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Surprise! It’s Not the EUrozone Crisis Anymore. Welcome to the EU, LLC. It’s Still a Crisis.

Well, it’s [1] offi­cial (pend­ing approval [2]). The ‘sec­ond pil­lar’ [3] of the EU’s bank­ing union — a 55 bil­lion euro bail-out fund and a bunch of new rules — appears to be in place fol­low­ing recent nego­ti­a­tions. It was an all night com­pro­mise ben­der! [4] Yes, lots of com­pro­mis­es were made, but the core prin­ci­ples that have emerged dur­ing the EU’s mul­ti-year-long quest [5] for a bank­ing union are still intact. Those prin­ci­ples being, of course:

1. Bail-ins by depos­i­tors and cred­i­tors should be expect­ed for bank fail­ures before the bail-out fund is tapped. In oth­er words, it’s the ‘Cyprus Solu­tion’ of bail-ins [6] for the entire EU so it’s poten­tial­ly fair­er to small­er nations in that respect.

2. The bank­ing union can’t be too for­giv­ing. Nations with ail­ing banks should have the min­i­mal help need­ed to avoid a com­plete cat­a­stro­phe. The joint bank bail-out fund should­n’t be large enough to actu­al­ly solve a large bank­ing cri­sis. Small­er nations should still remain dis­pro­por­tion­ate­ly vul­ner­a­ble because the bailout fund, itself, will be so small that any seri­ous crises will quick­ly over­whelm the fund and leave the remain­ing lia­bil­i­ties on the indi­vid­ual nation. At that point, it’s troi­ka-time! [7]

3. The euro­zone mem­ber nations, which are pre­sum­ably more inclined to a mutu­al pool­ing of lia­bil­i­ties giv­en the shared cur­ren­cy, will not actu­al­ly share those lia­bil­i­ties in the event that the bail-out fund is spent even though that was a cen­tral tenet of the orig­i­nal bank­ing union idea.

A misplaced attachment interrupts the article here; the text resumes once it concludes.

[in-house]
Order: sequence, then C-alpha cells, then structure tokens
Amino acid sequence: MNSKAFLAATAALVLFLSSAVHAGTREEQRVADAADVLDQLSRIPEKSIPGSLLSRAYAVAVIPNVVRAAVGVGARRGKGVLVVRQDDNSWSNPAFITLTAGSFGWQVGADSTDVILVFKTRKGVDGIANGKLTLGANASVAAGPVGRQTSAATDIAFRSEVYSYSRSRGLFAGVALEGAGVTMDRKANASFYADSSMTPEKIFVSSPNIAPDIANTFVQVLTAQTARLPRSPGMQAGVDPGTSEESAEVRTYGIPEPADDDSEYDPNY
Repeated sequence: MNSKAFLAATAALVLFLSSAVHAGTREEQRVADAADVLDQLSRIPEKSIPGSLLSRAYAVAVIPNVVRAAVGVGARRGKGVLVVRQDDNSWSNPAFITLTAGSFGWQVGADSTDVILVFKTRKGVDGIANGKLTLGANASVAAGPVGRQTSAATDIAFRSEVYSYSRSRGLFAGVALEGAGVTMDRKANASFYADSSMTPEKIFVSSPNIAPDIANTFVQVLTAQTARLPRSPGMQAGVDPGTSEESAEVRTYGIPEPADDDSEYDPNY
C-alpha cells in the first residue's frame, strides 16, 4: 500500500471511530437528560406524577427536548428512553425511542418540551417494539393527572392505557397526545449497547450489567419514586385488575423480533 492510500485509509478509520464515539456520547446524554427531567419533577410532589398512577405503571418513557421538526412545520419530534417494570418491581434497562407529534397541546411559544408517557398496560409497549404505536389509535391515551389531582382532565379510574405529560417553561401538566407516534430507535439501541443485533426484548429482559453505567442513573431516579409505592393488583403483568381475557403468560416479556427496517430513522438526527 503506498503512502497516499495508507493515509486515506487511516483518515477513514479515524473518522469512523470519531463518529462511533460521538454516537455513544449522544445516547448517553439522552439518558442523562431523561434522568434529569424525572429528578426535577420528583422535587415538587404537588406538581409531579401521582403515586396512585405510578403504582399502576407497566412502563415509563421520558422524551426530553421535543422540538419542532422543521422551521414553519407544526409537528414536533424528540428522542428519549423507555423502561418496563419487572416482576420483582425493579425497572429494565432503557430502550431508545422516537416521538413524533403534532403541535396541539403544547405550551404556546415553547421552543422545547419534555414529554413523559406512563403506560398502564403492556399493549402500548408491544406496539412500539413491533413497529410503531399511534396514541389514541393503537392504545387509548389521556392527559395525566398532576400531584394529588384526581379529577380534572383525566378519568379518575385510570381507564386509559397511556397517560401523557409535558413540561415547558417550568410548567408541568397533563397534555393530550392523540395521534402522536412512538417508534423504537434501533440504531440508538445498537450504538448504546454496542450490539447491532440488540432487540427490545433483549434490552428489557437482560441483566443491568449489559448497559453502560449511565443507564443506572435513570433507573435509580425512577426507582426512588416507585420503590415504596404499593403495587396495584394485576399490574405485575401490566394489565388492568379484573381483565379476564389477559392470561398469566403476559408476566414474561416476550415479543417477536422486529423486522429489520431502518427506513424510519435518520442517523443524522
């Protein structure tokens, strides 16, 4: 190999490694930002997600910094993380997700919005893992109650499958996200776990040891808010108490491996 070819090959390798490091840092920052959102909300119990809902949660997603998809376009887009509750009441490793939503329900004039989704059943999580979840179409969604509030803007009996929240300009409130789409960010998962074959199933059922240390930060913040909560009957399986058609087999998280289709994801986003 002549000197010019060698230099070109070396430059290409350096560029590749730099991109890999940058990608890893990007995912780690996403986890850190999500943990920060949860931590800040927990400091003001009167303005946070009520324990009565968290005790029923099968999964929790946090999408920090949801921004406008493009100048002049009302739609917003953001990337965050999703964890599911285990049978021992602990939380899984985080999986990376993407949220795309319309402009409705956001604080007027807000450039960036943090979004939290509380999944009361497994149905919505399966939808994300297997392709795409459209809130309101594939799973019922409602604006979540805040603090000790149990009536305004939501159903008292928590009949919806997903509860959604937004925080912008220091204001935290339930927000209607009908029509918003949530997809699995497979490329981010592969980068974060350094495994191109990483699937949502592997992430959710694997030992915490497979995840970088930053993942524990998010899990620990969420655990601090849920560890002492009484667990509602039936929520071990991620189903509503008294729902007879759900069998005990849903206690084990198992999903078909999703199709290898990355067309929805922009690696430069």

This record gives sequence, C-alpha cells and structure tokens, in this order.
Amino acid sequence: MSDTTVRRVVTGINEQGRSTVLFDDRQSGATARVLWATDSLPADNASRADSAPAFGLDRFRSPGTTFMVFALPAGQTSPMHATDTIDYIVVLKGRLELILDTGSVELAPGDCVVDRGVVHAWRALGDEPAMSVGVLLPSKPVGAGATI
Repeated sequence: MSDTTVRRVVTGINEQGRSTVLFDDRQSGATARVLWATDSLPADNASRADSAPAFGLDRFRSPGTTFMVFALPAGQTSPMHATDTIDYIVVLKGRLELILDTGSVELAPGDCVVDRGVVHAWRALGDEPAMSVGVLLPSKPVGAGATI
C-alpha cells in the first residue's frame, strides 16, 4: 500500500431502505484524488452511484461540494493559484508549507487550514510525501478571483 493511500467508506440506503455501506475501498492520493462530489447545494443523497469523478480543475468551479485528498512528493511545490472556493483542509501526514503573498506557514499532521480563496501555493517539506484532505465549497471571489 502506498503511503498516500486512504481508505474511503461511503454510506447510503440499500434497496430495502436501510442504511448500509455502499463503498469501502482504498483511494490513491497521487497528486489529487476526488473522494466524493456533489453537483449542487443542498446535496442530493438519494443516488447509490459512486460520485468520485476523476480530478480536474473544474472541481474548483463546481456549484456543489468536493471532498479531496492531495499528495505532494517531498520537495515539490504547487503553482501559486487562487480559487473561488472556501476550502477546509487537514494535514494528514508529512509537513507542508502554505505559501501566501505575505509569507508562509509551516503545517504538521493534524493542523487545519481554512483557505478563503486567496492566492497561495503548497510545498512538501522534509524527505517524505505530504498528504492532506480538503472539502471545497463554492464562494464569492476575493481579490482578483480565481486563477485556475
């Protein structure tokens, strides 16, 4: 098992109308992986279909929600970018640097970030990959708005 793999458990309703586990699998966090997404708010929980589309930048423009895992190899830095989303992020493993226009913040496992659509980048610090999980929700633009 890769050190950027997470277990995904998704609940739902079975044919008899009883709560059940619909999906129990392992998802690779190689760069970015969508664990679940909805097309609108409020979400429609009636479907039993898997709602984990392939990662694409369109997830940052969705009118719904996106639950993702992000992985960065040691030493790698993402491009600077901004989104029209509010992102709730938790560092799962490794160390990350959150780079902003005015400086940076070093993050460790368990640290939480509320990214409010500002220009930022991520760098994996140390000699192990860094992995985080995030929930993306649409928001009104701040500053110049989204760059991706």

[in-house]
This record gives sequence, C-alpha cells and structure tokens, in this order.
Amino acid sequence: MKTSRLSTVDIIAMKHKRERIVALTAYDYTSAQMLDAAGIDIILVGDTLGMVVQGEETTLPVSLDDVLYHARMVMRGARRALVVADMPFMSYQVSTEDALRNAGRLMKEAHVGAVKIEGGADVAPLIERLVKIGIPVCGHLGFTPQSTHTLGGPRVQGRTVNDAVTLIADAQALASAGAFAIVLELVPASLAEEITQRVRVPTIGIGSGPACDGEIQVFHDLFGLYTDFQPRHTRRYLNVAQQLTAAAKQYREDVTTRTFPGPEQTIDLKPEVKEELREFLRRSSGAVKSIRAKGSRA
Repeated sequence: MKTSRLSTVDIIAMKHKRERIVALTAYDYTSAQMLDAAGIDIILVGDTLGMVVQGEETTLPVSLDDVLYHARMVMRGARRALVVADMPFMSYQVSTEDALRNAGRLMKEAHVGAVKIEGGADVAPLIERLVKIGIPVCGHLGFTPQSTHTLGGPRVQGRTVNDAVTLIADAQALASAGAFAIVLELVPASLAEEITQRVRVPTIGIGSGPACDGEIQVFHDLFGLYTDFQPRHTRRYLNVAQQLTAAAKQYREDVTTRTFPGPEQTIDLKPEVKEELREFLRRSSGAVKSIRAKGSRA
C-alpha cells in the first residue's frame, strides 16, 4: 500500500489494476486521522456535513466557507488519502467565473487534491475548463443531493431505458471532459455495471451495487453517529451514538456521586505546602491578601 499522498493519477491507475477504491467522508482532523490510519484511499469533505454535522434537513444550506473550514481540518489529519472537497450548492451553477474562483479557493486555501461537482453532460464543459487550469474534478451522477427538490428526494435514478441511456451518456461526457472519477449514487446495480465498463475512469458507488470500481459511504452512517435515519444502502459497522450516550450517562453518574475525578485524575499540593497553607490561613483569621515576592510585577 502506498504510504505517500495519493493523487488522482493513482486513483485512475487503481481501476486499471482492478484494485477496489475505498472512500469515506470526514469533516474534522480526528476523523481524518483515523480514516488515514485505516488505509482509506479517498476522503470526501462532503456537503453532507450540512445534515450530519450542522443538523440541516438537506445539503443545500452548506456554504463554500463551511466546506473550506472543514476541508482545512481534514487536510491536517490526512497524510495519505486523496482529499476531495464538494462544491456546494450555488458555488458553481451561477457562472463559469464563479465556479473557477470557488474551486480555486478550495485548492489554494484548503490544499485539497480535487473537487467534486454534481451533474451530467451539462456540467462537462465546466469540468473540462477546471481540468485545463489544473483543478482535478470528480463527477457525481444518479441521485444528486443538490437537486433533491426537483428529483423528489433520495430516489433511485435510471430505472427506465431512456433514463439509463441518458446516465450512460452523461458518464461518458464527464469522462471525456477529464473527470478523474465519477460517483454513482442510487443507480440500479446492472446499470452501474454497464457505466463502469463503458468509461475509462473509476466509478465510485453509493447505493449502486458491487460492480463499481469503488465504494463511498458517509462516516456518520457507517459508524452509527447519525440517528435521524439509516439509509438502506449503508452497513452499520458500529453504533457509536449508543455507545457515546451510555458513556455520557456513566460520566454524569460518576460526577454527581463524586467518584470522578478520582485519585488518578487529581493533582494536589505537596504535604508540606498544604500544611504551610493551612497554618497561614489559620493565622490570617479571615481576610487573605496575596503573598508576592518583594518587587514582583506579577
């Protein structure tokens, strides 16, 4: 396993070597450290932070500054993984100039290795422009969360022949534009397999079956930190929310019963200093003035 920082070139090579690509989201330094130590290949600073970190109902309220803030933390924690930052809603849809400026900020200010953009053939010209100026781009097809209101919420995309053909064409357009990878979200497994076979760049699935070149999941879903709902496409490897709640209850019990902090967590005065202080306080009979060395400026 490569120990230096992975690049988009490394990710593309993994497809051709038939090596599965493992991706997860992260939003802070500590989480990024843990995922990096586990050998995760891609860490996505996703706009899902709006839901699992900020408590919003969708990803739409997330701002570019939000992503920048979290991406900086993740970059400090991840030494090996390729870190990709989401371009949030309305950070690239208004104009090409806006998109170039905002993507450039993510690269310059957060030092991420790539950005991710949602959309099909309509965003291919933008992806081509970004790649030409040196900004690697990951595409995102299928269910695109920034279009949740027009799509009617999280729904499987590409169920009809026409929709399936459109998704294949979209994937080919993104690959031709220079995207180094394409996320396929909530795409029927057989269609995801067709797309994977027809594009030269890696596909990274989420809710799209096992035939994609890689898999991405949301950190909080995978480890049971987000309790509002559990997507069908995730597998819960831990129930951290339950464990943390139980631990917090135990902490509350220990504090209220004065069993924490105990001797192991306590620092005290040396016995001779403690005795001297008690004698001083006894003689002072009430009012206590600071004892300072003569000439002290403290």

4. Banks should­n’t be allowed to treat their nation­al debt as ‘risk-free’, a move intend­ed to min­i­mize the ‘bank-sov­er­eign nexus’ where domes­tic banks load up on domes­tic gov­ern­ment debt because it’s giv­en favored ‘risk-free’ sta­tus. It’s been a pro­pos­al cham­pi­oned by Bun­des­bank chief Jens Wei­d­mann [8]. As Greece demon­strat­ed, sov­er­eign bonds in the EU aren’t nec­es­sar­i­ly ‘risk free’ because bond­hold­ers just might be forced to take a trip to the bond-bar­bor­shop [9]. In the­o­ry, pre­vent­ing risk-free sov­er­eign bonds should pre­vent the con­cen­tra­tion of a nation’s debt in its own bank­ing sys­tem. In real­i­ty, it might accom­plish that goal, but it will prob­a­bly also exac­er­bate any exist­ing “sov­er­eign debt bank nexus” prob­lems if imple­ment­ed poor­ly and gen­er­al­ly goes against the spir­it of a real “union” [10] by empha­siz­ing a “each mem­ber is on its own” atti­tude.

5. The min­i­mal­ly help­ful plans should be hailed as a tri­umph of com­pro­mise, prac­ti­cal­i­ty, and fair­ness.

Yes, the sec­ond pil­lar in the EU’s bank­ing union is a tri­umph of com­pro­mise, prac­ti­cal­i­ty, and fair­ness [11]: